In my book Running Training like a Business, what we said is that one of the reasons why business executives are sold on learning (and not sold on training) is that they see improved performance, but only sometimes. It is inconsistent and they don’t know when to expect it. They don’t have confidence in us that when they invest in us, they’re going to get something for their investment that exceeds the investment.
So, I think it’s imperative that we start to get a mindset that says, “We want to be an active player with the business, we want to be an active participant and contributor, we want to be viewed as business people, we want to have our organizations behave as if they are part of their own company, and we know that the decisions we make and the work we do are affecting our income and livelihood, not that of some distant company that we work for but never see.”
And I think if we can get aligned to that, then the path to getting there is pretty clear. And, in-fact, if you look back on the blogs that I’ve offered up, you will see some of the ways in which you can advance your organization to where it moves, in-fact, from the backroom to the boardroom.
The View is Worth the climb
We continue with the notion “Running Training like a Business.” I mentioned earlier that I’ve recently returned from a trip to Europe. I went to Amsterdam and Paris and met with six companies. At all these companies where we talked about the concept of “Running Training like a Business” and how it applies to them, there seems to be a tendency by folks to jump to things like, “So, how do I do measurement?” or “How do I do design and development in a different way?”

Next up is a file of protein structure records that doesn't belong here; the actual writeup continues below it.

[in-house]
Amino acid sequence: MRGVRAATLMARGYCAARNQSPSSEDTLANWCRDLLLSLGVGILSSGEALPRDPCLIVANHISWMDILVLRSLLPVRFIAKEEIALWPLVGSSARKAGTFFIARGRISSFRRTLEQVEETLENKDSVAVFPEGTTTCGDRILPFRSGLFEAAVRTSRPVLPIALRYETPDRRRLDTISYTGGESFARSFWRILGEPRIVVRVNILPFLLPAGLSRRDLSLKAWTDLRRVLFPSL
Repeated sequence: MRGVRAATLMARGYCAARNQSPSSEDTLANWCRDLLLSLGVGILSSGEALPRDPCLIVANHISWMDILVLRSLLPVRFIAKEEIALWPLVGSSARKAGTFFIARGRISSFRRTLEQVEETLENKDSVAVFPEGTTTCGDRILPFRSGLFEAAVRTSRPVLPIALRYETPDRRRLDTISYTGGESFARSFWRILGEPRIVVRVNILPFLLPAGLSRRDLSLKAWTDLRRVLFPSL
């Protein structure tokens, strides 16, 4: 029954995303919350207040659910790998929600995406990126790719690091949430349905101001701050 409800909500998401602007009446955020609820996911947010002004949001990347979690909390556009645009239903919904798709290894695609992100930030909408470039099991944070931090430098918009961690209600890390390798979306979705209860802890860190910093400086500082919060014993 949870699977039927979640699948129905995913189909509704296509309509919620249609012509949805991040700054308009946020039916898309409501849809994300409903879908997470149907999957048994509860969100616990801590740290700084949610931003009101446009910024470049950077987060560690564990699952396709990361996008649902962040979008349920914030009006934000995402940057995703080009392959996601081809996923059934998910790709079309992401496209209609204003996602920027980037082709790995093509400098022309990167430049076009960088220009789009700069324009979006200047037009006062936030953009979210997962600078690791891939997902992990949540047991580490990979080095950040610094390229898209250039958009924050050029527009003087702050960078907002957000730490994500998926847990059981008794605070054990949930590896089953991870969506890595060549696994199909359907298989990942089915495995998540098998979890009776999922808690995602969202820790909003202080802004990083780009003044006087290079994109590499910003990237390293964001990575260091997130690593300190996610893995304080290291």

And I think while those are important questions, it’s really important to look at the bigger picture and say, “Let’s think about the whole value chain of training, and let’s think how we can run it in a way that produces a higher level of result while managing our cost.”
How do we manage our cost? Well, we do it by making certain that:
• We don’t have the same thing being done in multiple ways across the organization.
• We have single-technology solutions.
• We’re doing all the low–value-added, but really important work in a highly advantageous manner, so that we can get the benefits of scale and leverage of resources.
So, we talked about these things, and before meeting these companies, I asked them to complete a self-assessment, utilizing what we’ve developed as the eleven key elements of “Running Training like a Business.”
• The very first element is about business linkage, which determines whether you are tightly linked to the needs of the business and whether you are having conversations not about what training you need, but about what business objectives do you have, what challenges do you have in accomplishing those objectives, and how can training be a lever to move the needle on whatever it is you’re trying to accomplish in a positive way. So, business linkage was one of the measures.
• A second measure was related to impact and ROI.
• There were also a number of self-assessment measures around things like having the right resources available and utilizing the right processes…those sorts of things.